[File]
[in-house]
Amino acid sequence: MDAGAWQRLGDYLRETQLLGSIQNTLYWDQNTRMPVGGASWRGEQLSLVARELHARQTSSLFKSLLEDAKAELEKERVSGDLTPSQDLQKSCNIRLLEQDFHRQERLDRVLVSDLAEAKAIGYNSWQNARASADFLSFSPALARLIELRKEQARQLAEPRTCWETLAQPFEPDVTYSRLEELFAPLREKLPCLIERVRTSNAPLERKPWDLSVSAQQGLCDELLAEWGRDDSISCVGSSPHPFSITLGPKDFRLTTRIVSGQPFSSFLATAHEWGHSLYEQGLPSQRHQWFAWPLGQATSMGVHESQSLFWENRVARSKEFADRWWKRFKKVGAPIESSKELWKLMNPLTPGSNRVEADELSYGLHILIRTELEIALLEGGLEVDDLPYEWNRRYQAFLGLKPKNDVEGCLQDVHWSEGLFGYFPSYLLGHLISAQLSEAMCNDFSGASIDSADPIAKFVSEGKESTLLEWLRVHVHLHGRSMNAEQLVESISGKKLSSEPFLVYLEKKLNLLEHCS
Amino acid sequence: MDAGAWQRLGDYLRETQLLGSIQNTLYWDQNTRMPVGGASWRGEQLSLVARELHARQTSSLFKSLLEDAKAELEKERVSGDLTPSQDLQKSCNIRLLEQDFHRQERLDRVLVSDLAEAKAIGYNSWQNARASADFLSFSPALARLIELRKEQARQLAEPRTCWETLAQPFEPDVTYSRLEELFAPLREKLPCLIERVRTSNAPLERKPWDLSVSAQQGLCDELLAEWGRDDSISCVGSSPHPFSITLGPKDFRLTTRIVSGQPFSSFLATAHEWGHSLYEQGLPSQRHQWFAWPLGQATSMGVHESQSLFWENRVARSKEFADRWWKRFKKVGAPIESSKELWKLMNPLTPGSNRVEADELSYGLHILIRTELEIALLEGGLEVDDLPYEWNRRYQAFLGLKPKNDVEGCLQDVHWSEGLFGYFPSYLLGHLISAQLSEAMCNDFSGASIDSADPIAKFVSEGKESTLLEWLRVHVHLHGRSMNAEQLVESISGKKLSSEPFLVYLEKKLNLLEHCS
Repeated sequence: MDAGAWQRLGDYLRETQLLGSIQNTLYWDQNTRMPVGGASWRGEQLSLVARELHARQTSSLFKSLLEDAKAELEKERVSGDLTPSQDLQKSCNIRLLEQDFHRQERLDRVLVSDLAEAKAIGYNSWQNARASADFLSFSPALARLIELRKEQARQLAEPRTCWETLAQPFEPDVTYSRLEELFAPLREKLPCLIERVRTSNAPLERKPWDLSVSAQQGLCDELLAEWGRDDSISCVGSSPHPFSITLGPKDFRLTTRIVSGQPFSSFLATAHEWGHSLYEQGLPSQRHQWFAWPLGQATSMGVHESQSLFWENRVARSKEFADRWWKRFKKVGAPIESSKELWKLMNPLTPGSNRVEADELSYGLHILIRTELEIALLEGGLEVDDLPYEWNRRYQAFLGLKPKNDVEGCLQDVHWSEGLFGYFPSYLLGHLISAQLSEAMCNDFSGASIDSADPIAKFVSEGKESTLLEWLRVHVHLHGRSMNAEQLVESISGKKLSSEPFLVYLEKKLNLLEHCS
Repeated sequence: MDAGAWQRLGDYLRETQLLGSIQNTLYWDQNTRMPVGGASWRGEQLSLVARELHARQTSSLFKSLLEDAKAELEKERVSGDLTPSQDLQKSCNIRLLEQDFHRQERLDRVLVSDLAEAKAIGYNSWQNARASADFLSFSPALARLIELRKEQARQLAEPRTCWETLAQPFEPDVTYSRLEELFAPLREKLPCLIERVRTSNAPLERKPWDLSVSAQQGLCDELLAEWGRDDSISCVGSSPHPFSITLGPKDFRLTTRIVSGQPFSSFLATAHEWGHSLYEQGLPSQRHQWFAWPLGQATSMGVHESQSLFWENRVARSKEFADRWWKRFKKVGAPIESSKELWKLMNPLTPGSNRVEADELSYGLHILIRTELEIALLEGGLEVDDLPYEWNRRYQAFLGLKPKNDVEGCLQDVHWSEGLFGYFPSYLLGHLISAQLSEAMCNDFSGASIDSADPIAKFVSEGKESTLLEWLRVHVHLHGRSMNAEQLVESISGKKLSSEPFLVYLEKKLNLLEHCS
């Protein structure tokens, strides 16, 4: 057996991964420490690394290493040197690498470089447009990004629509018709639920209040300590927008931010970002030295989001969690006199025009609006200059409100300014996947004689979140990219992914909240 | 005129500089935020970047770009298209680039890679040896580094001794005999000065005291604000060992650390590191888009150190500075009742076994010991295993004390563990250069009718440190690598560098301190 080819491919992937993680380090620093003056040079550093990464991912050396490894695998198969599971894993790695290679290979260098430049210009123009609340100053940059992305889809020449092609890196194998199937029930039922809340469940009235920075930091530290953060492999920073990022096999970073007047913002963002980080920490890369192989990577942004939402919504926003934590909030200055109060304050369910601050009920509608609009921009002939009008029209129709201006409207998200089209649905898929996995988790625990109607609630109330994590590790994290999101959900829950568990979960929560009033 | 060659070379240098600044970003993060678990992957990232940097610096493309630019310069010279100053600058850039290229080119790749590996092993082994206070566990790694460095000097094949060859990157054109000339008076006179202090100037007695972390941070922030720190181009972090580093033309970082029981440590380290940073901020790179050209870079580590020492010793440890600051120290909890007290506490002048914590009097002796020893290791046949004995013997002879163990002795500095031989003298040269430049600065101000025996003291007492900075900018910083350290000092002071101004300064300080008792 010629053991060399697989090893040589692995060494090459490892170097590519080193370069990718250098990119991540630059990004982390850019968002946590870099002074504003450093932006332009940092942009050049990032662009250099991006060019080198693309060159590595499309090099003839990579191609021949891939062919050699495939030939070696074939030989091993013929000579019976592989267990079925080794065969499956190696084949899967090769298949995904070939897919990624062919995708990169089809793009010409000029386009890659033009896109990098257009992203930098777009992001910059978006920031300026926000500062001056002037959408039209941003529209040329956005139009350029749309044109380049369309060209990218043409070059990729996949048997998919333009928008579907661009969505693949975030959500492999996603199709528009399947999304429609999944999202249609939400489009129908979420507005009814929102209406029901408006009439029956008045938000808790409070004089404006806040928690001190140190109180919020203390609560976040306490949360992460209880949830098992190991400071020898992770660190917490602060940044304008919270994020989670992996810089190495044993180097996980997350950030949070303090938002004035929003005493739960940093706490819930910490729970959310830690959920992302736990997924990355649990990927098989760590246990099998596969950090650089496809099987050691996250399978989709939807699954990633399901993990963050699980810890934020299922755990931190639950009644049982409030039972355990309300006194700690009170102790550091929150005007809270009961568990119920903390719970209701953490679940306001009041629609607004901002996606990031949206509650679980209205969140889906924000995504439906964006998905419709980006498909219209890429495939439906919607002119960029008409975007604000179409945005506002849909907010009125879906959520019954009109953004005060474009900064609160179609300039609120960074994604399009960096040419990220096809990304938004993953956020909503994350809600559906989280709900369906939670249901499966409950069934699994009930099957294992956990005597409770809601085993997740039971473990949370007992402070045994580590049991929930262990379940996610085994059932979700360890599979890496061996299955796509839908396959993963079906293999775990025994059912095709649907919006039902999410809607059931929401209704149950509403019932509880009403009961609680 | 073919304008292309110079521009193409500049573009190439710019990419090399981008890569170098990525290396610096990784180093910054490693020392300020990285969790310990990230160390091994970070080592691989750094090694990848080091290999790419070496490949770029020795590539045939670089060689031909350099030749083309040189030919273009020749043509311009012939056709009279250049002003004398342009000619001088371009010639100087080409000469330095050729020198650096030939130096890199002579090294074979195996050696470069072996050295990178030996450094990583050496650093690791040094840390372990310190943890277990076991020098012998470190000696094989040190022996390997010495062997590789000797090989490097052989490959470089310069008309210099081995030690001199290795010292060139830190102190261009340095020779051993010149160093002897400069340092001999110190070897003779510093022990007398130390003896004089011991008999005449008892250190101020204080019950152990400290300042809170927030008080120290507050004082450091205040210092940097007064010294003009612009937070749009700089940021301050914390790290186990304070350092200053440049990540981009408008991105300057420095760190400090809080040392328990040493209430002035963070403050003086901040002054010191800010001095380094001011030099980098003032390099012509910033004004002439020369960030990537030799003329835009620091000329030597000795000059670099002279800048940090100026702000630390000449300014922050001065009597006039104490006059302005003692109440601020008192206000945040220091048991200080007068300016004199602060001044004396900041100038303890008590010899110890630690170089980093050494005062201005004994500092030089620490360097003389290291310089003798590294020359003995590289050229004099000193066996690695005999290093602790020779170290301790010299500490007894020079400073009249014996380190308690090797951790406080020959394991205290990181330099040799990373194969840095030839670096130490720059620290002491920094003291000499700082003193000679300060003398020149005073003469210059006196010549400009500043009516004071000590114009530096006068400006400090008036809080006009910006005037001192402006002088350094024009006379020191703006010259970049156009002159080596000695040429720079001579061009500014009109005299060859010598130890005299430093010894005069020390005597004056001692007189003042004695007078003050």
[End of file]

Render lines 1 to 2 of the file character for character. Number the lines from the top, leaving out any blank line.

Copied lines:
[in-house]
Amino acid sequence: MDAGAWQRLGDYLRETQLLGSIQNTLYWDQNTRMPVGGASWRGEQLSLVARELHARQTSSLFKSLLEDAKAELEKERVSGDLTPSQDLQKSCNIRLLEQDFHRQERLDRVLVSDLAEAKAIGYNSWQNARASADFLSFSPALARLIELRKEQARQLAEPRTCWETLAQPFEPDVTYSRLEELFAPLREKLPCLIERVRTSNAPLERKPWDLSVSAQQGLCDELLAEWGRDDSISCVGSSPHPFSITLGPKDFRLTTRIVSGQPFSSFLATAHEWGHSLYEQGLPSQRHQWFAWPLGQATSMGVHESQSLFWENRVARSKEFADRWWKRFKKVGAPIESSKELWKLMNPLTPGSNRVEADELSYGLHILIRTELEIALLEGGLEVDDLPYEWNRRYQAFLGLKPKNDVEGCLQDVHWSEGLFGYFPSYLLGHLISAQLSEAMCNDFSGASIDSADPIAKFVSEGKESTLLEWLRVHVHLHGRSMNAEQLVESISGKKLSSEPFLVYLEKKLNLLEHCS